Hansel & Gretel, lost in the woods, imprisoned by a witch in a gumdrop house, push the witch into the fire and escape. That’s the fairy tale. This story begins a couple decades later, when Hansel & Gretel, now grown-up, have taken their childhood trauma, and turned it into a career – killing witches. The title is kind of a misnomer, because there is very little actual hunting. It should’ve been called Hansel & Gretel: foul-mouthed witch fighters. That pretty much sums it up.
I went into this one really expecting to hate it. It has 15% on rotten tomatoes, and looked dumb in the previews. I was pleasantly surprised. That’s not to say this is a good movie, it isn’t. However, the make-up and special effects are fantastic. Given the jokey tone of this film, it would’ve been tempting to really ham up the different looks for the witches. Instead, each and every witch (there are about 20 different witches in the film, each with a unique look) is disturbing to look at. Very grisly. So, visually, I rate this very high.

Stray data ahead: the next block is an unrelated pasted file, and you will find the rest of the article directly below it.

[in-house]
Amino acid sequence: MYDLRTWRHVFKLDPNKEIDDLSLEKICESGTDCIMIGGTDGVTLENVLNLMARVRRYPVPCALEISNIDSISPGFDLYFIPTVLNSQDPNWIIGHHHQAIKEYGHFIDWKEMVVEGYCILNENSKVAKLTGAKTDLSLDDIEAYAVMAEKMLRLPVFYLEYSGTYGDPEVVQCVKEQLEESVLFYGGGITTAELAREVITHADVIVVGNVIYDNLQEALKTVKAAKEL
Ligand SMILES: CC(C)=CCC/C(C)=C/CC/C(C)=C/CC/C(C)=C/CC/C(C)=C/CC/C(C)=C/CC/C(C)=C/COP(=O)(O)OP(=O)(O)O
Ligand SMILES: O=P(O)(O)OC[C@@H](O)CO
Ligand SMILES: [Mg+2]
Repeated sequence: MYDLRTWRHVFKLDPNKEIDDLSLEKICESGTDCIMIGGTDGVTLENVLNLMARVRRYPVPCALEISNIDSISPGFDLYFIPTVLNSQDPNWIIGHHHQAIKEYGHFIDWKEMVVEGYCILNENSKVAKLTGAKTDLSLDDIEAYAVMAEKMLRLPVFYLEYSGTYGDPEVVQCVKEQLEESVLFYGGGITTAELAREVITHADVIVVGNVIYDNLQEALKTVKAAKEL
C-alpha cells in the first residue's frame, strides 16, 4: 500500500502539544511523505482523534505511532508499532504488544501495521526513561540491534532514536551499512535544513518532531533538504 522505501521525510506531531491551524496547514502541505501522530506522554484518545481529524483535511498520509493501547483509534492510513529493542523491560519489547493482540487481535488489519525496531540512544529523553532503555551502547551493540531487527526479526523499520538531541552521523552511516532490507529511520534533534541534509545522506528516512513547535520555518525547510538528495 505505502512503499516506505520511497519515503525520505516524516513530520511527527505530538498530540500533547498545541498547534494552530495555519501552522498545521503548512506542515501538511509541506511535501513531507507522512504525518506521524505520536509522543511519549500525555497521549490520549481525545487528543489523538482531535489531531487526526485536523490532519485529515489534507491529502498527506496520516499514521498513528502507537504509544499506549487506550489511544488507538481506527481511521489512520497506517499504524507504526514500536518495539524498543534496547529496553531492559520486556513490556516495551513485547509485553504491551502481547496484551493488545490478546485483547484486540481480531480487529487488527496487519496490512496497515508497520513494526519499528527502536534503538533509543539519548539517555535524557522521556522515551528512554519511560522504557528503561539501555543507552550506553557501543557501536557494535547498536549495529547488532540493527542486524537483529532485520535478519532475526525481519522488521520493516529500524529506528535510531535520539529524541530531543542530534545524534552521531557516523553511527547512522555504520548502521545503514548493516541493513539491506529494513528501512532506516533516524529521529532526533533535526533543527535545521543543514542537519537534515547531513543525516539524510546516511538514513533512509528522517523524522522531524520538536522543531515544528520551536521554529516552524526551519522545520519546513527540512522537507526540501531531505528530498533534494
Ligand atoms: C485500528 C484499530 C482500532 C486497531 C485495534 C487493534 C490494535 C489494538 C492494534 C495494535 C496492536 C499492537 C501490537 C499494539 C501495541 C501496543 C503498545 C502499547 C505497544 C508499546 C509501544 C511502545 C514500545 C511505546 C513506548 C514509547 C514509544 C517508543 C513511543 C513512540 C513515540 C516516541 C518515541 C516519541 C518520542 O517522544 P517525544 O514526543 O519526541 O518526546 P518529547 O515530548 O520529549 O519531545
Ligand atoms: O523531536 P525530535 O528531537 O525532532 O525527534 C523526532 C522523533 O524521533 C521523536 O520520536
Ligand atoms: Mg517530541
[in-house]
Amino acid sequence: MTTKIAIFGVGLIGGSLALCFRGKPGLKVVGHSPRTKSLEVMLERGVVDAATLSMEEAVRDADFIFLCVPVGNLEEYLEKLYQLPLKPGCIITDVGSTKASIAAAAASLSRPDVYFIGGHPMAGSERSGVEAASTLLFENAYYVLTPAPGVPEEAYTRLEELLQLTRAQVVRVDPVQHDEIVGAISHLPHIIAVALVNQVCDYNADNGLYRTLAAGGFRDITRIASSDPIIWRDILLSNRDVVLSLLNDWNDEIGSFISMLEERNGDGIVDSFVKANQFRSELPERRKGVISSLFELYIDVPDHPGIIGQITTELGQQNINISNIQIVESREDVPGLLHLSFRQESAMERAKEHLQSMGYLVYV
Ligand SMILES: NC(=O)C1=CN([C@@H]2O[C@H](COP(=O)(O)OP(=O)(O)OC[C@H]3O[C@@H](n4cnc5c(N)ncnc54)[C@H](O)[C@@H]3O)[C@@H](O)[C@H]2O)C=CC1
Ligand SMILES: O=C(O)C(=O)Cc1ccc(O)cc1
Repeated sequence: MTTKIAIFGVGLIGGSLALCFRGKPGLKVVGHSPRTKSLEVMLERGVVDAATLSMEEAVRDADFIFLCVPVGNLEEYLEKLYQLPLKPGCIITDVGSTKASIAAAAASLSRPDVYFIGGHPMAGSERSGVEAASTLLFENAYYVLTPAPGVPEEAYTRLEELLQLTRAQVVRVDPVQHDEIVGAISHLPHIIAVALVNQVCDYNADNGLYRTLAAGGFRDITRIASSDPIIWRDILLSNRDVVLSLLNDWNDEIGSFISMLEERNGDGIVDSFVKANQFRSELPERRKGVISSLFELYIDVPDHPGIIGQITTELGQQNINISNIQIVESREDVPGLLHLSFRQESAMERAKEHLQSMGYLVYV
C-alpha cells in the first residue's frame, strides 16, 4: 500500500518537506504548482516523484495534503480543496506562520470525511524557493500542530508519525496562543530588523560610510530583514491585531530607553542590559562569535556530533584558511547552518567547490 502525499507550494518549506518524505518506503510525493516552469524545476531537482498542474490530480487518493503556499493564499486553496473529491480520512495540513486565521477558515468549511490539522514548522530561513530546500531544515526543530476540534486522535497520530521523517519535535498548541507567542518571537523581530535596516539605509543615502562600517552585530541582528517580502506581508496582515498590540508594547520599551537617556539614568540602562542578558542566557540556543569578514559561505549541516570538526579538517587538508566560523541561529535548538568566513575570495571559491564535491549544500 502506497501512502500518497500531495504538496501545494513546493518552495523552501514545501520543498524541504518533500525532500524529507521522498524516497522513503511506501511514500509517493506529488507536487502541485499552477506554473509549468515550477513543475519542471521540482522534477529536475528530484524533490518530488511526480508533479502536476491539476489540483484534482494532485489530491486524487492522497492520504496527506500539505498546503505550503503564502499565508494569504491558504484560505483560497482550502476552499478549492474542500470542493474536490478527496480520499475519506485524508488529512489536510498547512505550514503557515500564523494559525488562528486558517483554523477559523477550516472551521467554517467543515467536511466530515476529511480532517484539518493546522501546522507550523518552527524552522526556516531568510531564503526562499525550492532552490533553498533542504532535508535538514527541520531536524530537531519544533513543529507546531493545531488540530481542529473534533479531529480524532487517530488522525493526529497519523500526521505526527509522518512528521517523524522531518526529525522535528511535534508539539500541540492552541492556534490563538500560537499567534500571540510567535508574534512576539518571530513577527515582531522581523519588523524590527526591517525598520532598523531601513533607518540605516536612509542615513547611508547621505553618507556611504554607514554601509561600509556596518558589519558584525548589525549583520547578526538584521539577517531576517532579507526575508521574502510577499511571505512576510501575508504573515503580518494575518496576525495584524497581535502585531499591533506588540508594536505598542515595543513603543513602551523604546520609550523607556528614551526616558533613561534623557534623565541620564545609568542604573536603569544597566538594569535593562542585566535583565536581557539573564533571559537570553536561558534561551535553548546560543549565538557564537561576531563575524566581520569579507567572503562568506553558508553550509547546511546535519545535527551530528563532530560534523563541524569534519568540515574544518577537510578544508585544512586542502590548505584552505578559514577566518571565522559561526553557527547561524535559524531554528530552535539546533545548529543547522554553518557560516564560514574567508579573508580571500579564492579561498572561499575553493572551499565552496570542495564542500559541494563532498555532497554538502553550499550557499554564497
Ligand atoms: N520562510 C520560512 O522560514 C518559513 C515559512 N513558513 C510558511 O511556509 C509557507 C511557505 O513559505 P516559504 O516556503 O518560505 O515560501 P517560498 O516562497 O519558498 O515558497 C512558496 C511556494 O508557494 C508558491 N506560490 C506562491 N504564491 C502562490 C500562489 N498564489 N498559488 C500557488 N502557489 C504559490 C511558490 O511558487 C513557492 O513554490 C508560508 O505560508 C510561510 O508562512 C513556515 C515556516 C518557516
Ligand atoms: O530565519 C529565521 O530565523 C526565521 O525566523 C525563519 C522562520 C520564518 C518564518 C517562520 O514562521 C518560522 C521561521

However, the dialogue is just atrocious. What was kind of a nice horror/action blend reaches a level of camp not seen since Batman asked Robin for shark repellant while dangling from a helicopter in the old TV show. They went with contemporary, anachronistic dialogue, that is funny the first 30 seconds and then painful for the rest. Examples – Gretel’s first line as she storms into a witch hanging, “Leaver her alone you f---in hillbillies!” or Hansel’s “Who the f--- is Edward”, or the young country boy – “I’m such a huge fan of you guys!” None of it fits. By the end of the movie, I was convinced that the movie would’ve been better if it had been filmed in a foreign language and then translated through subtitles. Actually, that’s probably why this movie did better overseas.